With very little effort one can, for example, show that $S^n$ can be written as a homogeneous space as $S^n\cong G/H$, where $G$ is the group of all rotations in $\mathbb{R}^{n+1}$ about the origin and $H=G_p$ is the stabilizer subgroup consisting of rotations fixing a certain point $p$ in $S^n$ (say, the north pole).

From this example, we can see that, given a certain group acting transitively on for the space $S^n$, we are able to actually construct the space in question as a homogeneous space of said group. This leads me to the following basic questions:

Can every manifold be constructed similarly, i.e. admit a transitive group action? On a related note, if I handed you a Lie group $G$ and said that it acts transitively on some space $M$ (without telling you the space itself), could you tell me what the space itself is?

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    $\begingroup$ What's true is that every connected manifold is acted on transitively by its homeomorphism group (and similarly for diffeomorphisms and smooth manifolds). But this is a large infinite-dimensional group, not a Lie group in the usual sense. $\endgroup$ Commented Dec 8, 2015 at 2:40

1 Answer 1


You actually asked two different questions. The first one is

Can every manifold be constructed similarly?

You're asking if every manifold can be realized as a quotient of a Lie group by a closed subgroup. This is equivalent to asking whether every manifold admits a transitive action by a Lie group (because in that case the manifold is diffeomorphic to the group modulo the isotropy group of a point).

The answer is no -- there are strong topological restrictions. One simple necessary condition is that all connected components of the manifold must be diffeomorphic to each other. But for compact manifolds, there's a much more restrictive condition: This 2005 article by G. D. Mostow shows that a necessary condition for a compact smooth manifold to admit a transitive Lie group action is that it have nonnegative Euler characteristic.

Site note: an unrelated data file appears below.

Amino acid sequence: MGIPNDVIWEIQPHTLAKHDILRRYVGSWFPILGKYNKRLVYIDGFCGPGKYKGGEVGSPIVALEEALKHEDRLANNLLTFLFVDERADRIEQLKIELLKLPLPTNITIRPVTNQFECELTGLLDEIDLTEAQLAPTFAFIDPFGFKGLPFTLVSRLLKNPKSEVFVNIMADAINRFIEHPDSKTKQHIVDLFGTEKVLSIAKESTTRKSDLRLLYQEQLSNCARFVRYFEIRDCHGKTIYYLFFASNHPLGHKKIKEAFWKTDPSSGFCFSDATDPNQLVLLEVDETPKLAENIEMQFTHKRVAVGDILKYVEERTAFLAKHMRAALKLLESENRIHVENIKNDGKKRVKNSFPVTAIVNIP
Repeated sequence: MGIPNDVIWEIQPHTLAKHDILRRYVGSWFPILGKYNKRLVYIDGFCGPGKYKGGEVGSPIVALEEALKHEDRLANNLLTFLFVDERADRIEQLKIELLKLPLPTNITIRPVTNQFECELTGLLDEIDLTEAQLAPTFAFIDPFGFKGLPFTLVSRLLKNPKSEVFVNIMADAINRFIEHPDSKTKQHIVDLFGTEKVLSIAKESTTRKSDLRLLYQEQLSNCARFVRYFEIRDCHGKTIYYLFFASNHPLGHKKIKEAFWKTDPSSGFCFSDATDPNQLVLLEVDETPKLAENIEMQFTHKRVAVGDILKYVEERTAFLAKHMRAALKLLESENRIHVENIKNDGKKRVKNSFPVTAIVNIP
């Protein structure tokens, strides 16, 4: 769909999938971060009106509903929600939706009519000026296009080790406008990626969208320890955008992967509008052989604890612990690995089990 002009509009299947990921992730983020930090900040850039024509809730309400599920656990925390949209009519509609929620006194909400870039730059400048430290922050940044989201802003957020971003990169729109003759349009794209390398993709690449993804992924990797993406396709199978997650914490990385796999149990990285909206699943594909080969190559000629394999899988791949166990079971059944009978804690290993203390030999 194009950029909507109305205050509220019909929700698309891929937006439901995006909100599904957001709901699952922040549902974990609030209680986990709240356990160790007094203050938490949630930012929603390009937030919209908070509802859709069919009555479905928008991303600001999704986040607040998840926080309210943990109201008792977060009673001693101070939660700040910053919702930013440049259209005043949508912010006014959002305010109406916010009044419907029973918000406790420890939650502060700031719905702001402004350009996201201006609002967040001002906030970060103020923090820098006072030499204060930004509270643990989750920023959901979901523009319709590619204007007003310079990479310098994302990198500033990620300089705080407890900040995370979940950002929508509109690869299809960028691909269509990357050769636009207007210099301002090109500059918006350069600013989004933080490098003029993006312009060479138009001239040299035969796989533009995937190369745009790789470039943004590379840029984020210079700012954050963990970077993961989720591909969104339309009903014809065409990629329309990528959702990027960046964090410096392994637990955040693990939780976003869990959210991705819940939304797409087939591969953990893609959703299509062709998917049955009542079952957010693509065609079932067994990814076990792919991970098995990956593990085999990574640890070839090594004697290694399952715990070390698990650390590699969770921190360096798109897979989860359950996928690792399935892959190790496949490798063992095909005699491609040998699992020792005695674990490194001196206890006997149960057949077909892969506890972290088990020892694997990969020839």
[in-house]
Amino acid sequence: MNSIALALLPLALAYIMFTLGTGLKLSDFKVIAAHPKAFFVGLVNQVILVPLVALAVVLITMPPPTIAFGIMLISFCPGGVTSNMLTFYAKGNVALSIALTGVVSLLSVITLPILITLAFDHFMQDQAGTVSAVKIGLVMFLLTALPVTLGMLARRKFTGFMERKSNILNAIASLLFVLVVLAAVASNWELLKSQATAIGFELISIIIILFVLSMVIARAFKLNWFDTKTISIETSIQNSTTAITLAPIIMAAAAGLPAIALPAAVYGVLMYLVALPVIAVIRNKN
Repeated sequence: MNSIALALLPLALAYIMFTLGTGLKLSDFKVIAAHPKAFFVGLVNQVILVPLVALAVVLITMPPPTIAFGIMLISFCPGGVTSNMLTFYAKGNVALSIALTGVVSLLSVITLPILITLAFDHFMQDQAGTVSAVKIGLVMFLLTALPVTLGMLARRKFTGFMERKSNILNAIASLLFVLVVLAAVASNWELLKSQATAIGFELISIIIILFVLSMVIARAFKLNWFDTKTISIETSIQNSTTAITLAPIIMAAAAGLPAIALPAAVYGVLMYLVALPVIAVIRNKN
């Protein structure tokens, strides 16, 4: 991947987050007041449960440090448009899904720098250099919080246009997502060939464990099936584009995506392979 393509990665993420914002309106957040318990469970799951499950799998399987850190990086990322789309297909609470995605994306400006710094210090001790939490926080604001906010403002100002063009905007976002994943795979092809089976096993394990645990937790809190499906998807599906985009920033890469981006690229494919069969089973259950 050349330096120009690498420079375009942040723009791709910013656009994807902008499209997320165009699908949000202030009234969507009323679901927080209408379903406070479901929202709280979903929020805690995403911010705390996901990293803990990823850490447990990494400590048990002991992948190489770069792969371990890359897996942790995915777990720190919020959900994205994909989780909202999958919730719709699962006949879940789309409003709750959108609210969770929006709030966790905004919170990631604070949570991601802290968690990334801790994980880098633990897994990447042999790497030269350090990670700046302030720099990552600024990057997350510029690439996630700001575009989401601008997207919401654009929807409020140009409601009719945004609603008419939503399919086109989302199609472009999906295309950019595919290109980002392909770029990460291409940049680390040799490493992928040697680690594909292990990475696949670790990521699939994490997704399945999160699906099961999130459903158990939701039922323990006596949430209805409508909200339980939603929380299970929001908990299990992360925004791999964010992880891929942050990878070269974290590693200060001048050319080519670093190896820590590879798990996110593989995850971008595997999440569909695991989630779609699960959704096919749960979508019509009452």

Your second question is:

Or, said differently, if I handed you the symmetry (Lie) group $G$ of some space $M$ (without telling you the space), could you tell me what the space itself is?

This is not equivalent to the first question. Even if you knew that your manifold admitted a transitive Lie group action, just knowing the group is not enough to recover the manifold. You also have to know the isotropy group of a point. For some very simple examples, just note that the additive Lie group $\mathbb R^2$ acts transitively on itself, on the cylinder $\mathbb R\times \mathbb S^1$, and on the torus $\mathbb S^1\times \mathbb S^1$.

  • $\begingroup$ Actually, I was asking a single question, but I understand the confusion (and appreciate the answer to the "first" question, even though that isn't what I meant to ask -- that Mostow paper looks very interesting). I tried to remove all of the physics from what I'm trying to understand, since I am trying to understand the math behind it at the moment, but I think I left out something important in the process, making my question a bit unclear. I will think more about how to phrase it and edit the question soon -- sorry! But thank you for your answer nonetheless, it is quite informative. $\endgroup$ Commented Dec 7, 2015 at 1:48
  • $\begingroup$ @ChickenSocks: It's probably better to start a new question if this isn't what you really meant to ask. $\endgroup$
    – Jack Lee
    Commented Dec 7, 2015 at 2:30
  • $\begingroup$ Well, it is what I meant to ask, I just didn't write it in a clear way. Nevertheless, I'll just edit this to explicitly ask the questions you answered (perhaps they'll be useful to someone), and just ask another question when I figure out how to clarify what I mean. Thanks! $\endgroup$ Commented Dec 8, 2015 at 2:26

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